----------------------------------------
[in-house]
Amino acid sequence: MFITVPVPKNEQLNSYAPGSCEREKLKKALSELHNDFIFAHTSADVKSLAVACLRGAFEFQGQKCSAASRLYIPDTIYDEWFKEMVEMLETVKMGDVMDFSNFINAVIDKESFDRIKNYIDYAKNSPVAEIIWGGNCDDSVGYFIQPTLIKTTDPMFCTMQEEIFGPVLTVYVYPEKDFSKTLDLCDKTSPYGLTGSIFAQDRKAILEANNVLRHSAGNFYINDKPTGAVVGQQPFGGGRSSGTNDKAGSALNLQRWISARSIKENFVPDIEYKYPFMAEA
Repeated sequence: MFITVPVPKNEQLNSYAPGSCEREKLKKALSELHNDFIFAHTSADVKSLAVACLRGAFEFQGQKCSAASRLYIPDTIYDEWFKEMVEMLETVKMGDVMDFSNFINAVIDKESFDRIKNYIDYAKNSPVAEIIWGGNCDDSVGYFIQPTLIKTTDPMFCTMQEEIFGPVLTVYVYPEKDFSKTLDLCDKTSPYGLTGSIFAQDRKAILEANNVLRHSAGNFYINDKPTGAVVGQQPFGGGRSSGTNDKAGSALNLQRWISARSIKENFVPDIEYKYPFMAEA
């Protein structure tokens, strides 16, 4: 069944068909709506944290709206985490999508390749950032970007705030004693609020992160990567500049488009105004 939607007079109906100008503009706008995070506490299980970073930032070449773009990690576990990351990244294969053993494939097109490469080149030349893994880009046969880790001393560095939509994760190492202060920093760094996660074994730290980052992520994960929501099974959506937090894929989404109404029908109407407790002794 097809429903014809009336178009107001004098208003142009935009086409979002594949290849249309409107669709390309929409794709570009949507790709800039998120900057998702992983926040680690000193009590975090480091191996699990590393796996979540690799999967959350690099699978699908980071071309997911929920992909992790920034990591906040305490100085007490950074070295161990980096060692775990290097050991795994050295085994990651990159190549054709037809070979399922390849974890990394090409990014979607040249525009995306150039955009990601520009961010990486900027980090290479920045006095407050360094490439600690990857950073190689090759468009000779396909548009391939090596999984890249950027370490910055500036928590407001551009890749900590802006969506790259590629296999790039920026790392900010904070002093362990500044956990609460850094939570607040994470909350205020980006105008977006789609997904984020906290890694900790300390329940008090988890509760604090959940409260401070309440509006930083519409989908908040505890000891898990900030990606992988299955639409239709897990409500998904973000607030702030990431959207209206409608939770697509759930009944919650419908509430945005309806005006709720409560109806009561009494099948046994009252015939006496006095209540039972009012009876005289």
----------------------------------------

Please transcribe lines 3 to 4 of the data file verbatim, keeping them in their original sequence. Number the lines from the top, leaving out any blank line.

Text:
Repeated sequence: MFITVPVPKNEQLNSYAPGSCEREKLKKALSELHNDFIFAHTSADVKSLAVACLRGAFEFQGQKCSAASRLYIPDTIYDEWFKEMVEMLETVKMGDVMDFSNFINAVIDKESFDRIKNYIDYAKNSPVAEIIWGGNCDDSVGYFIQPTLIKTTDPMFCTMQEEIFGPVLTVYVYPEKDFSKTLDLCDKTSPYGLTGSIFAQDRKAILEANNVLRHSAGNFYINDKPTGAVVGQQPFGGGRSSGTNDKAGSALNLQRWISARSIKENFVPDIEYKYPFMAEA
């Protein structure tokens, strides 16, 4: 069944068909709506944290709206985490999508390749950032970007705030004693609020992160990567500049488009105004 939607007079109906100008503009706008995070506490299980970073930032070449773009990690576990990351990244294969053993494939097109490469080149030349893994880009046969880790001393560095939509994760190492202060920093760094996660074994730290980052992520994960929501099974959506937090894929989404109404029908109407407790002794 097809429903014809009336178009107001004098208003142009935009086409979002594949290849249309409107669709390309929409794709570009949507790709800039998120900057998702992983926040680690000193009590975090480091191996699990590393796996979540690799999967959350690099699978699908980071071309997911929920992909992790920034990591906040305490100085007490950074070295161990980096060692775990290097050991795994050295085994990651990159190549054709037809070979399922390849974890990394090409990014979607040249525009995306150039955009990601520009961010990486900027980090290479920045006095407050360094490439600690990857950073190689090759468009000779396909548009391939090596999984890249950027370490910055500036928590407001551009890749900590802006969506790259590629296999790039920026790392900010904070002093362990500044956990609460850094939570607040994470909350205020980006105008977006789609997904984020906290890694900790300390329940008090988890509760604090959940409260401070309440509006930083519409989908908040505890000891898990900030990606992988299955639409239709897990409500998904973000607030702030990431959207209206409608939770697509759930009944919650419908509430945005309806005006709720409560109806009561009494099948046994009252015939006496006095209540039972009012009876005289």